Here’s a bullet point break down and its kind of AMAZING!!!!
- Subscription available, the more you buy, the more you save. SAVE 10% HERE
- Purest Envoronment on Earth:
2,400 miles from the nearest industrial landmass and surrounded by 10 million square miles of ocean, Waiākea® volcanic water originates in Hawaii through both snowmelt and rain on the pristine snowcapped peak of the active Mauna Loa volcano- one of the purest environments on Earth. Waiākea is then filtered through 14,000 feet of porous lava rock before re-emerging at its source, the Kea’au aquifer, located at the eastern base of the Mauna Loa volcano in a secluded area surrounded by rich and bio-diverse forest preserves.Waiākea is constantly flowing and takes less than 30 days to arrive from where it originates on Mauna Loa. This gives Waiākea a superior rating in virginality, and a soft and smooth taste with a hint of sweet.
- For every liter of Waiākea you buy, Waiākea donates 1 week of clean water to those in need in Africa and throughout the world, through their incredible partner, Pump Aid.
- With a pH of about 8.2, Waiākea lacks any sour or acidic taste that lower pH waters offer. This unique, naturally alkaline pH is most likely what gives Waiākea its very slight “hint of sweet” aftertaste that loyal Waiākea drinkers praise it for.
- Certified Carbon Neutral:In September of 2012 Waiākea became one of the world’s first beverages ever to be awarded CarbonNeutral® certification. This was incredibly important to us at Waiākea, and for our continued efforts to preserve Hawai’i’s ecosystem.Since its inception, Waiākea has worked diligently with The CarbonNeutral® company and Ecometrica, two of the world’s leading emissions consultants, to measure and reduce the environmental impact of both its business and its product, to net zero.Only companies that have employed the most stringent of environmental standards and reduced their CO2 emissions to net zero in accordance with the CarbonNeutral Protocol may carry the CarbonNeutral® stamp of approval. The CarbonNeutral Protocol is the global standard for carbon neutral certification.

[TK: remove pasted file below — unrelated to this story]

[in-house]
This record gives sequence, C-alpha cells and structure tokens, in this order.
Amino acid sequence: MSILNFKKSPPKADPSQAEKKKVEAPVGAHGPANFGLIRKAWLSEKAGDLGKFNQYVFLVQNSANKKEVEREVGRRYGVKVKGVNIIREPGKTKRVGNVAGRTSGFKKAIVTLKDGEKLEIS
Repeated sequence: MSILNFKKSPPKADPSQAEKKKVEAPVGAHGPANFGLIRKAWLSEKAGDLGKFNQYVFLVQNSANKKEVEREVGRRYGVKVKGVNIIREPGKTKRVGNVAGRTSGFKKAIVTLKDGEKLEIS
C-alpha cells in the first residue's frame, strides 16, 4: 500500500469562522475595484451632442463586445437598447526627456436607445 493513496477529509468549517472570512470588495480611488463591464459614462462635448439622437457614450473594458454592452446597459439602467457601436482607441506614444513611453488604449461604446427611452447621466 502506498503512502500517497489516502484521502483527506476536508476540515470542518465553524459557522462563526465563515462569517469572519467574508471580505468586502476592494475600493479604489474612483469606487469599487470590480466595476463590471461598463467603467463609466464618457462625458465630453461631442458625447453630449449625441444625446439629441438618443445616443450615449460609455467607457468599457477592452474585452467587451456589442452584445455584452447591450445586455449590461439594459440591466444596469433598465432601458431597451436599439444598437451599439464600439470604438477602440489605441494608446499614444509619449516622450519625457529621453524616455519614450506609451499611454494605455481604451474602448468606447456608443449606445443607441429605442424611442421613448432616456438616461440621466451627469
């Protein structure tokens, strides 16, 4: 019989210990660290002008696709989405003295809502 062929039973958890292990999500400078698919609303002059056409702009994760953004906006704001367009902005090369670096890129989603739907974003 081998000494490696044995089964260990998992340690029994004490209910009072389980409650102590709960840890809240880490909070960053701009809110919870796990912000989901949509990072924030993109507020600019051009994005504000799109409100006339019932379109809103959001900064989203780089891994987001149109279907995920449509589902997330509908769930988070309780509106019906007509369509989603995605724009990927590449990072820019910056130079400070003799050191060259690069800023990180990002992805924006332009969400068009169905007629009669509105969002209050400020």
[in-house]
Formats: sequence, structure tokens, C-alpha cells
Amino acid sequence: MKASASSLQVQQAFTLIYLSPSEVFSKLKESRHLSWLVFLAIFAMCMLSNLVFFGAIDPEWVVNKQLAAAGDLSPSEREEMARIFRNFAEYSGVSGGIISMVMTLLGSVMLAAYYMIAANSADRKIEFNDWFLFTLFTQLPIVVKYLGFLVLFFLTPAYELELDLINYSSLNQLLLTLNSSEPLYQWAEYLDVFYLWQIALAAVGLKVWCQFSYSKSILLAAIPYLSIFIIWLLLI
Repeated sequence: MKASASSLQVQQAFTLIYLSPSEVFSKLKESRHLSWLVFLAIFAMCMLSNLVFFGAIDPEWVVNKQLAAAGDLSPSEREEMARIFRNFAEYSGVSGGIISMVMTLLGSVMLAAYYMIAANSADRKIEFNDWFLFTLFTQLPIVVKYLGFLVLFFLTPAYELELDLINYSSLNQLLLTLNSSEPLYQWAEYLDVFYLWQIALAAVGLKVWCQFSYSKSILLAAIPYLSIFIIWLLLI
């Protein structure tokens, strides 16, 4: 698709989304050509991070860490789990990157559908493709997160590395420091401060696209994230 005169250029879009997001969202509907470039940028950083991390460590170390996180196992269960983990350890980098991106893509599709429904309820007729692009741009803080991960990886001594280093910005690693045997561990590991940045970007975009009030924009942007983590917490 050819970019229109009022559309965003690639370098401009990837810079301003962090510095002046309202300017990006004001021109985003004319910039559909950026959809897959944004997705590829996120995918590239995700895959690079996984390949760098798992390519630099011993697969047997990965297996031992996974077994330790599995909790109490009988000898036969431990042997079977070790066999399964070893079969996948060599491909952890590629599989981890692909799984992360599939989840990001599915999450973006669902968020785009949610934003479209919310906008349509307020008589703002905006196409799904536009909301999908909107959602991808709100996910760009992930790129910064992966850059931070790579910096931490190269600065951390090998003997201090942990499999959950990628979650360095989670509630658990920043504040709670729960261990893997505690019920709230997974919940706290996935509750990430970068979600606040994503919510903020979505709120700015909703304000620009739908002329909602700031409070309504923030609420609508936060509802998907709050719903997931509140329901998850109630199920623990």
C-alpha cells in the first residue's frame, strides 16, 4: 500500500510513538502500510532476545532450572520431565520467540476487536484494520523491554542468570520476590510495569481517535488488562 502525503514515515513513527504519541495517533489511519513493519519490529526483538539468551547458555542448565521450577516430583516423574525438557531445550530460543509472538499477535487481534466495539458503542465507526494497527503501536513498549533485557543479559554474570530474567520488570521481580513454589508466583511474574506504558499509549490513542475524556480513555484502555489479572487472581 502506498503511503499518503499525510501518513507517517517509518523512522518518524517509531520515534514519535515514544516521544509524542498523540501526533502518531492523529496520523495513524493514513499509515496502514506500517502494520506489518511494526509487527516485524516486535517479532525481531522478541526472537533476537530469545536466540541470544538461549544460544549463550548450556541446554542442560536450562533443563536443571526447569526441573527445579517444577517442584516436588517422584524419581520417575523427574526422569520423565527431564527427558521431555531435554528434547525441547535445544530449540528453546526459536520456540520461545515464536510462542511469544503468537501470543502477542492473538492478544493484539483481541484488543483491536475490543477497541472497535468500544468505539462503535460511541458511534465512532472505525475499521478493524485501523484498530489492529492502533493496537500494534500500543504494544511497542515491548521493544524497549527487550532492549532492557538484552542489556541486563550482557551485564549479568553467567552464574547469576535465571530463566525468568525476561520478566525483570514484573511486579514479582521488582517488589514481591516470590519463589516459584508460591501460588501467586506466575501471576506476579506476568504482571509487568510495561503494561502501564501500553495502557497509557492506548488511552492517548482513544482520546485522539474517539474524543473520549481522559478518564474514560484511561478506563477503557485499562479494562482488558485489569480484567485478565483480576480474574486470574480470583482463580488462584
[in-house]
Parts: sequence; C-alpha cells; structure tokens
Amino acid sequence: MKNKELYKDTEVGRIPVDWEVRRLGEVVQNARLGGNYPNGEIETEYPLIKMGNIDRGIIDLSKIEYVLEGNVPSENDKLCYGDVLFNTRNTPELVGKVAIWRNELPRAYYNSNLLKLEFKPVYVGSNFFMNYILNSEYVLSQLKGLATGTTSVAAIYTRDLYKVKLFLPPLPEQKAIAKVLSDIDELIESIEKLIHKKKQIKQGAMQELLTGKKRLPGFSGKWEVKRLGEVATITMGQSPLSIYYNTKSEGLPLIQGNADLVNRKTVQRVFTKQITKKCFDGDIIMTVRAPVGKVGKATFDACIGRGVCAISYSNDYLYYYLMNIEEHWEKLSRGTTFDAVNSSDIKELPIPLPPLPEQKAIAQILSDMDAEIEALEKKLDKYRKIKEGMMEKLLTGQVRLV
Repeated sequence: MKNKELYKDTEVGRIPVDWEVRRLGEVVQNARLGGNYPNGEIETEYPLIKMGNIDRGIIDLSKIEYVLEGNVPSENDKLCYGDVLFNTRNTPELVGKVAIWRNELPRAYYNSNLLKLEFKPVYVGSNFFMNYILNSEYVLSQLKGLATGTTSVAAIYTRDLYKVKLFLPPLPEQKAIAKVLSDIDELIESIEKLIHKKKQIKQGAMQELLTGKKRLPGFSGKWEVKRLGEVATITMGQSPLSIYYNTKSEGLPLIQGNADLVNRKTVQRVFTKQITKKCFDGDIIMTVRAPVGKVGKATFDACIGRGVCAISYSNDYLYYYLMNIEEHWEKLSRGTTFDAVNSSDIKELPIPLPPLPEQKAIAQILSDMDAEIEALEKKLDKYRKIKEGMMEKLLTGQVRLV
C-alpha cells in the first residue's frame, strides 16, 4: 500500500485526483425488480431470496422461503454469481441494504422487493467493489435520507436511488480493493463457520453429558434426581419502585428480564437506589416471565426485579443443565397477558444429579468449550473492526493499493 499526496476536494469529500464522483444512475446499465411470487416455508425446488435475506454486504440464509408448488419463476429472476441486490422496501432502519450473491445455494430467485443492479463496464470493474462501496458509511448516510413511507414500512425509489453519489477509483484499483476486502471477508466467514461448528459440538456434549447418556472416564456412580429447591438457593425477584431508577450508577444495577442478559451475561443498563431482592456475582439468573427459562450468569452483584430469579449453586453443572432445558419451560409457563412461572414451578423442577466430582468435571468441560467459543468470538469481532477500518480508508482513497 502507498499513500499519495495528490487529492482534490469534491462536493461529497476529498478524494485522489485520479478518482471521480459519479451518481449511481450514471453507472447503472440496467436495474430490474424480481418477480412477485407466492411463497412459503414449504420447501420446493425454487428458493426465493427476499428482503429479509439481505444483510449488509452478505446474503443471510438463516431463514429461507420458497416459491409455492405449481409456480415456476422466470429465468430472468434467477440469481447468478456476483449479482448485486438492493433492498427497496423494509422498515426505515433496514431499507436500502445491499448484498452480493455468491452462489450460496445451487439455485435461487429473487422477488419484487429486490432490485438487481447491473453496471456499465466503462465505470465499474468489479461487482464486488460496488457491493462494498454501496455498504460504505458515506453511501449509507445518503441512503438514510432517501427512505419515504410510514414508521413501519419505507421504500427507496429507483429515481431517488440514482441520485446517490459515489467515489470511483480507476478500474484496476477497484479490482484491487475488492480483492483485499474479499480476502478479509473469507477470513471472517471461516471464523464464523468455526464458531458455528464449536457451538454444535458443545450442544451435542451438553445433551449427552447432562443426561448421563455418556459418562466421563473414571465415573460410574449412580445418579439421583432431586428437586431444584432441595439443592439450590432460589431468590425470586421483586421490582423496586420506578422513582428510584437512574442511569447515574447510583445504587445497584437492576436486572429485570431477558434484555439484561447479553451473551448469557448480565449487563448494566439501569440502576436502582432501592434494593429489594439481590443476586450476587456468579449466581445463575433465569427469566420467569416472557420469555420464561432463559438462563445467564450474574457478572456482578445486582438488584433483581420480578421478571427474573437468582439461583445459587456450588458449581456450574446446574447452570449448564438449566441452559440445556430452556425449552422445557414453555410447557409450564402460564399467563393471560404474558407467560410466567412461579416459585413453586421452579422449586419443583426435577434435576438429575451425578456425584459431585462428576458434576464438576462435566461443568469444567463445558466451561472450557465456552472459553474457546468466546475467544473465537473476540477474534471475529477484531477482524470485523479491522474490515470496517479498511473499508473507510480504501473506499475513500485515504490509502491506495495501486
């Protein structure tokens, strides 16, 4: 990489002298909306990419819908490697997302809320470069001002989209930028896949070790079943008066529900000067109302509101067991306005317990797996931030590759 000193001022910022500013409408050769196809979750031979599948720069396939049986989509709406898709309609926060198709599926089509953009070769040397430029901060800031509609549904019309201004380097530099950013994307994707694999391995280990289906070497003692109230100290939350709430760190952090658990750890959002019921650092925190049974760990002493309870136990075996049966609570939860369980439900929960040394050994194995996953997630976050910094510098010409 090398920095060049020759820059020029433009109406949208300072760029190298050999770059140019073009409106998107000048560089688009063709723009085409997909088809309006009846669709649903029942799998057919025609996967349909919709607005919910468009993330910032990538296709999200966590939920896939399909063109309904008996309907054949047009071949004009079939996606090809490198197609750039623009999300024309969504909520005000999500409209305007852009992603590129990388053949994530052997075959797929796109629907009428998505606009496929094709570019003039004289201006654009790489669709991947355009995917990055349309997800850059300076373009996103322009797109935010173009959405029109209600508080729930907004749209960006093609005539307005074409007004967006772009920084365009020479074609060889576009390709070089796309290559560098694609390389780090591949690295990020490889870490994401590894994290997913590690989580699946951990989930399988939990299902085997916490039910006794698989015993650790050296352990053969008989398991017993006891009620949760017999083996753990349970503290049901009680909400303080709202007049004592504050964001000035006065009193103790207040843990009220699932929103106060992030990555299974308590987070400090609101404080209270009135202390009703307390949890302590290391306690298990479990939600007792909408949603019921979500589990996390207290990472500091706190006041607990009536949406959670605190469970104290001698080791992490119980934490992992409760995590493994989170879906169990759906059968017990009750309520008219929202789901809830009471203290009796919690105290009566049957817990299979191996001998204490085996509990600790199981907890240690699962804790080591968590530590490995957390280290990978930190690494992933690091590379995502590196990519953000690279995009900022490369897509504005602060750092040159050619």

- Regional Reforestation
- 100% RPET Packaging (Waiākea prides itself on using high-grade 100% RPET, or recycled polyethylene terephthalate, for all of its bottles. RPET is post-consumer recycled plastic and has incredible environmental advantages. In comparison to regular or virgin plastic bottles, our 100% RPET bottles:
– Use 85% less energy to manufacture
– Use 90% less water
– Reduce carbon emissions by over 90%.
– Highest Quality RPET which is BPA free
– 100% recyclable.
- While they are proud of their achievements, (I am too!) Waiakea promises to strive to innovate not only our own product but hopefully the industry as a whole.Waiākea is working towards harnessing renewable bio-polymers that make for a fully recyclable and naturally biodegradable end-of-life option when it comes to our bottle.
- Waiākea uses 33% renewable energy, 25% of which is geothermal, for all of its sourcing operations. This sustainable yield and source use is integral to Hawaii’s conservation.
- Sustainably Sourced:
Waiākea’s source is located at the eastern base of the Mauna Loa volcano in an isolated area surrounded by rich and bio-diverse forest preserves.
The slopes feeding our Kea’au aquifer capture over 200 inches of pure rainwater and snowmelt each year, converting into a daily sustainable yield of 393 million gallons per day (State of Hawaii Commission on Water Resource Management). 5
The meaning of this is significant: our source could provide enough water in a month to satisfy the amount of water that is consumed globally in a year.
However, Waiākea bottles less than .0001 of 1% of this.
So, clearly, Waiakea is the best bottled-water for the environment, it’s good for you, and it’s good for the 1.35 million people now have access to safe water and basic sanitation in some of the most vulnerable areas of Africa as a direct result of Pump Aid’s work (in partnership with Waiakea). I highly suggest you make the switch from grocery store water, if for no other reason than it’s delivered to your door (and the bottles are super cool looking.)
Thank you for reading! Please tag me in pics of you drinking it when you get it! I’d love to see where you’re making a difference by drinking Waiakea.